My creative process starts in imagining and creating functional systems. Whether forming life-sized, 3-dimensional, interactive sculptures or creating intimate, mixed-media drawings, the process is quite similar. Inspired by Minimalism and Process Art, my work takes on a geometric, utopian aesthetic. Starting with simple circular shapes and forms, and a saturated color palette, I manipulate materials such as metal, foam, felt, thread, paper, dye and paint through laborious processes involving careful painting, cutting, gluing, dyeing and stitching. The end product, or art object, is only a fraction of the full value or expression of the work. The artwork is meant to look simple, possibly even manufactured or digitally composed in its final form. However, the more complete experience comes both in the physical creative process of my forming and in the creative process of interaction from the viewer with the artwork after it’s completion.
Tension is an unseen element in my work. A physical tension is present in the taught sutures pulling the felt fabric seams together in my sculptural forms and in the anchored threads visually connecting the colorful, collaged elements in my drawings. The tightening and relaxation of the viewer’s body as they interact with my sculptural work is also a present form of tension. There is also an emotional tension that I transfer into my artwork as I engage in constructing with a high level of precision. My artwork is meant to provide a therapeutic role in both my life as well as in the life of the viewer/collector. I can retreat to my studio and engage in my creative process as a way of taking confusing, complicated, or challenging life experiences and transforming them into colorful, playful, organized compositions. I literally and emotionally can transfer tension and stress from my body into a holding space, my artwork, where it can newly exist in the form of beauty and delight.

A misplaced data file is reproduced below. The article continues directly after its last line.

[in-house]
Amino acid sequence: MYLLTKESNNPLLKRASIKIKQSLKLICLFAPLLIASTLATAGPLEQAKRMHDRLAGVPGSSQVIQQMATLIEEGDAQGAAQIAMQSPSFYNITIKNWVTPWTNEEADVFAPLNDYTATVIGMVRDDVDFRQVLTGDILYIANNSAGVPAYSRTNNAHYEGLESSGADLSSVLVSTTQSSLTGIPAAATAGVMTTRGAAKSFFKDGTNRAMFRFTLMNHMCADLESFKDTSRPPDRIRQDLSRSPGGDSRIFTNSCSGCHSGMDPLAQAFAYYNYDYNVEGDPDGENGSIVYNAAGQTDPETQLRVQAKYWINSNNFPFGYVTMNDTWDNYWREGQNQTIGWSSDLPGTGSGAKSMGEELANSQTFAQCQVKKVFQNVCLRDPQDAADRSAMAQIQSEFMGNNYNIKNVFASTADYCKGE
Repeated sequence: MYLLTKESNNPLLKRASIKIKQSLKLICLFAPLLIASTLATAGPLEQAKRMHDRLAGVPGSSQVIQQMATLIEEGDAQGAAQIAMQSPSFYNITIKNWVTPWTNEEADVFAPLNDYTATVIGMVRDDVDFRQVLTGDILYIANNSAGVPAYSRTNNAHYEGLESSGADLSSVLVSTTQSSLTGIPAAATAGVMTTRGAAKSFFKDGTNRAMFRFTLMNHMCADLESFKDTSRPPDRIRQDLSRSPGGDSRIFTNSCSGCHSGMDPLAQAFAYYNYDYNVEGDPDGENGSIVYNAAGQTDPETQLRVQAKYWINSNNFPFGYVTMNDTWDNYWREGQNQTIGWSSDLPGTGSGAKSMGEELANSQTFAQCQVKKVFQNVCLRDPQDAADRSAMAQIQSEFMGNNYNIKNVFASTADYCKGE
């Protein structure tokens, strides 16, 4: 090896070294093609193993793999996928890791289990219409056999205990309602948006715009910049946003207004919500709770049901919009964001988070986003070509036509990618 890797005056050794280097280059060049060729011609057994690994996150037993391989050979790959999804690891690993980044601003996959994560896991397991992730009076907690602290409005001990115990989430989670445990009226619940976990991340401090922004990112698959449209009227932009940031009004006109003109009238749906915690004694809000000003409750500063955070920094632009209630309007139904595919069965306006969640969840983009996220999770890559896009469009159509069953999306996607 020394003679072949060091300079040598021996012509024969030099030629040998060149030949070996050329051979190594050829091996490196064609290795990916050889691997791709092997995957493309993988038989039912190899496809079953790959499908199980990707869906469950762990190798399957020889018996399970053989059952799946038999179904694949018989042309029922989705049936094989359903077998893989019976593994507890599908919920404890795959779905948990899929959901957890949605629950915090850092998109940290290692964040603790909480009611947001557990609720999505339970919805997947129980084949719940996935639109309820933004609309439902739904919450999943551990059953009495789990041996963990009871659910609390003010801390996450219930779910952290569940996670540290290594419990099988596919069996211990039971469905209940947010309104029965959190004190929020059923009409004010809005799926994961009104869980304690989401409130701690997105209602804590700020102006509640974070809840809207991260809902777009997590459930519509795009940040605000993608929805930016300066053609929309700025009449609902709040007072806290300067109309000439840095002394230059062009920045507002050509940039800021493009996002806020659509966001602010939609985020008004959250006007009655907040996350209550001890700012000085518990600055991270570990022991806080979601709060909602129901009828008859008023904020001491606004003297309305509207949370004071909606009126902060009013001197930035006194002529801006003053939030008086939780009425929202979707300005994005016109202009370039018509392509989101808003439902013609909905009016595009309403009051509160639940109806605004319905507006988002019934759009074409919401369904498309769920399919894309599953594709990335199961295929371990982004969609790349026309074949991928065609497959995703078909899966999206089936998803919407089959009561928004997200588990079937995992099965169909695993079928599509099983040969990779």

AVAILABLE ARTWORKby Tricia Stackle
Exhibits with Tricia Stackle
Tricia Stackle is an artist/designer, living and working in the Skagit Valley in Washington. Inspired by simple, geometric shapes, bold colors, and tactile materials, she is an artist and educator committed to rethinking the way people live with and relate to art and design. She is drawn to the dance between form and function and interested in creating artwork that invites both playful and therapeutic interactions for people of all ages. Whether making furniture, soft sculpture, home textiles, or mixed-media drawings, quality craftswomanship is at the forefront of her ethos of making.